'Yes, isn't it always?'
He wants to sit in his vest by the wide-open window on the first warm
day of spring, drinking a beer, with Anna somewhere in the room behind
him, sorting the little brown envelopes of seeds she's saved from last
summer. Each envelope is labelled in her beautiful slanted handwriting.
She has what he always thinks of as 'an artist's hand'. His own writing is
cramped and hard to read. But they've never needed to send each other
letters, because they've always been together.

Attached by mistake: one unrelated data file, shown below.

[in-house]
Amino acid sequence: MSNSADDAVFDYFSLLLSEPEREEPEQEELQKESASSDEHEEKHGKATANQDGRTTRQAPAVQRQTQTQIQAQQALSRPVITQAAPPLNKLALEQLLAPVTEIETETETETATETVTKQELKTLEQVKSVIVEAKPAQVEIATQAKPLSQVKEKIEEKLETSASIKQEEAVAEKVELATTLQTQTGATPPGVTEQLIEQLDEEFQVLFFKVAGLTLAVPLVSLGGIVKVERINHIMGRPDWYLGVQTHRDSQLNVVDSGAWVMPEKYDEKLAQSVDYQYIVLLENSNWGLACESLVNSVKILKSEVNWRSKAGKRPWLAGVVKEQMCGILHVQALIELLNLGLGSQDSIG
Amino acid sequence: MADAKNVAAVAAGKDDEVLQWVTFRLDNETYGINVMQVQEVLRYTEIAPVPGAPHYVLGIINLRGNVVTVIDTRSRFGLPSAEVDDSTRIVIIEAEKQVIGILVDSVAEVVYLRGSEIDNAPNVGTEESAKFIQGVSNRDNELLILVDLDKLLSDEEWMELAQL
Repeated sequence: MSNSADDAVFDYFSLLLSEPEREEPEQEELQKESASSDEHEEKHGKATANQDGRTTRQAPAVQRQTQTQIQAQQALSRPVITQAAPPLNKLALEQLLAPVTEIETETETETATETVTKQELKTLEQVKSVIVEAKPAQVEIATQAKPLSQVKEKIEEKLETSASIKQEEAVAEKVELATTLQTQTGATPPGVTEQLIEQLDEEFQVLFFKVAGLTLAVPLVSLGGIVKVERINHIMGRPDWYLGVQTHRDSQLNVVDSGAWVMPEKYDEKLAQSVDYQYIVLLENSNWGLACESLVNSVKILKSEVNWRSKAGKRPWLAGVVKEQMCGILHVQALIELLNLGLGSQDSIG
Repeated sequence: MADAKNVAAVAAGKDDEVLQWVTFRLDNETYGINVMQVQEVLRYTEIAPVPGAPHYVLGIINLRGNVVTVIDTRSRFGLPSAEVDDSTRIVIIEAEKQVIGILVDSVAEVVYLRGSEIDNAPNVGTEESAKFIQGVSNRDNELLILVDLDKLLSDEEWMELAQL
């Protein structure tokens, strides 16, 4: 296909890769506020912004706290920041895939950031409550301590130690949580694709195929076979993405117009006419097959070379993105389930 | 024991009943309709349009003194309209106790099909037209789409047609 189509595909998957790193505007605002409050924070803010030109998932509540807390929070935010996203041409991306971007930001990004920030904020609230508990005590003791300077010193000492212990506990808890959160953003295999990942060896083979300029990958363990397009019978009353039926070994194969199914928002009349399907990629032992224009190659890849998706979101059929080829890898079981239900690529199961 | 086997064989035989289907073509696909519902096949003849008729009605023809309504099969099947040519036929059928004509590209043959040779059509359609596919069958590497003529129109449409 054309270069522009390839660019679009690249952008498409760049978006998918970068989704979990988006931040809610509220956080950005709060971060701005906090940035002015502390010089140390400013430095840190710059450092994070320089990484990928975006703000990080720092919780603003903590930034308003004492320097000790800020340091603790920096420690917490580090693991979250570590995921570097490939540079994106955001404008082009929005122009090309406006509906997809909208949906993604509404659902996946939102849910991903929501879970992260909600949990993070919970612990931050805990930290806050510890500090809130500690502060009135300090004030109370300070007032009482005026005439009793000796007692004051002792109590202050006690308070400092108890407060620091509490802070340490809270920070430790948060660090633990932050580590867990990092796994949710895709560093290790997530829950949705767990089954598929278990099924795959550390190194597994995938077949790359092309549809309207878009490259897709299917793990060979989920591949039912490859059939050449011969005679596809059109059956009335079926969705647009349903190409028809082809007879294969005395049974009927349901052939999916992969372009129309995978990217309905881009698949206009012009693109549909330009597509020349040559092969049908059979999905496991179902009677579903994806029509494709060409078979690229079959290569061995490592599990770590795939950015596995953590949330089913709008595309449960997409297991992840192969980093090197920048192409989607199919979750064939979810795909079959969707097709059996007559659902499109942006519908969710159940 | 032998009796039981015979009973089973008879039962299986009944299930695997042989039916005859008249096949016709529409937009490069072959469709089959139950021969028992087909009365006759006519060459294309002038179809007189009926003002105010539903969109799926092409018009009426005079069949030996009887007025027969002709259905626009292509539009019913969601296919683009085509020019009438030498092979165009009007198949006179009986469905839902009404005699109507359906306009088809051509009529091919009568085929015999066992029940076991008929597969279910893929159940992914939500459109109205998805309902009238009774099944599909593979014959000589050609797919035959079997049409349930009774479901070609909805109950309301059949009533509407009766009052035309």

That child in his private room doesn't know it and can't help it, but he
carries a disease that destroys ordinary life as fast as the plague corrupts
a living body. His father is high up in the Ministry for State Security, and
he has one of those names that is spoken only in whispers: Volkov.
Research shows that 90% of Americans value public libraries(Dec 11 2013) According to a survey by the Pew Research Center, about 90% of Americans aged 16 and older said that the closing of their local public library would have an...